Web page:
Bernard Yenelouis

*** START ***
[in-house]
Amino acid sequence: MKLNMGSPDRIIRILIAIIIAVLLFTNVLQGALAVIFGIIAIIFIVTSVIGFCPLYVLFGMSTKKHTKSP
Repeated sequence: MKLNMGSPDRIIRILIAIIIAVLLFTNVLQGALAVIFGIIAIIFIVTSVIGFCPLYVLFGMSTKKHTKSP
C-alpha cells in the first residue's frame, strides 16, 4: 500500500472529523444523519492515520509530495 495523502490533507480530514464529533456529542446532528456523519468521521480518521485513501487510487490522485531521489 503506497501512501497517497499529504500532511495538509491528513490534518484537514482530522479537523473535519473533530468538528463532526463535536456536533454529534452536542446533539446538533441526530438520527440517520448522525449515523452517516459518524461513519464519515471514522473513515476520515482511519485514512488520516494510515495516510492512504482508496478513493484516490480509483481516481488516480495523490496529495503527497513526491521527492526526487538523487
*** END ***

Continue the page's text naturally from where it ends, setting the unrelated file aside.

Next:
The image, of what I believe is a Mother’s Day banquet, came into a larger project I had been working on by chance. The larger project is entitled How to Live in the City and it came about in thinking about the middle-class mid-20th century world Detroit of my parents. A portion of the project was grounded in academic research: Detroit as a paradigm of unbridled capitalism, transformed from a 19th century backwater by a ruthless Fordist system of cultural and economic consolidation. The Fordist logic demanded assimilation and compliance from its workers, transforming them into consumers, & it prompted an economic expansion on a scale which peaked after WWII and which has been in a state of decay since the oil crisis of the 1970s.  Fordism itself now appears as a historical relic, for which we have no physical memories except in photographic scraps (& even then it is usually concealed by family customs, leisure, the picturesque). I began reading Antonio Gramsci on Fordism: Gramsci’s idea is that in an ahistorical culture such as the US, all aspects of life become a site of production. Beyond the factory all life looks to the idea of the factory as its model: the photograph, the family snapshot, begins to look like a response to such a call. At which point by sheer chance (I was looking for something else), I found this photograph, which is of my family: my devoutly Catholic grandmother sits at a table of priests, which would have been a point of status & honor for her. My mother and father sit opposite my grandmother, and if I recall correctly the outfit my mother is wearing was a maternity outfit, which means that she would have been pregnant with me. My aunt sits adjacent to my grandmother, dressed more primly (she never married). I am struck by the predominance of cigarettes & priests & a general grimness to the event, & also the figure of Kathleen, a long-time family friend, who stands in the doorway. Kathleen has a curious “odd girl out” presence in the image, which otherwise appears to me as a kind of infernal circle of domestic order. I have no memories or stories to attach to the image, although I think I know about my mother’s dress. & I am guessing it is Mother’s Day as my grandmother was routinely gifted with a corsage of cymbidium orchids on that day. The framing, the palette of colors, & the odd details like the row of photographic portraits that suggest they are identical – it all floats to me now like some weird, artificial skin.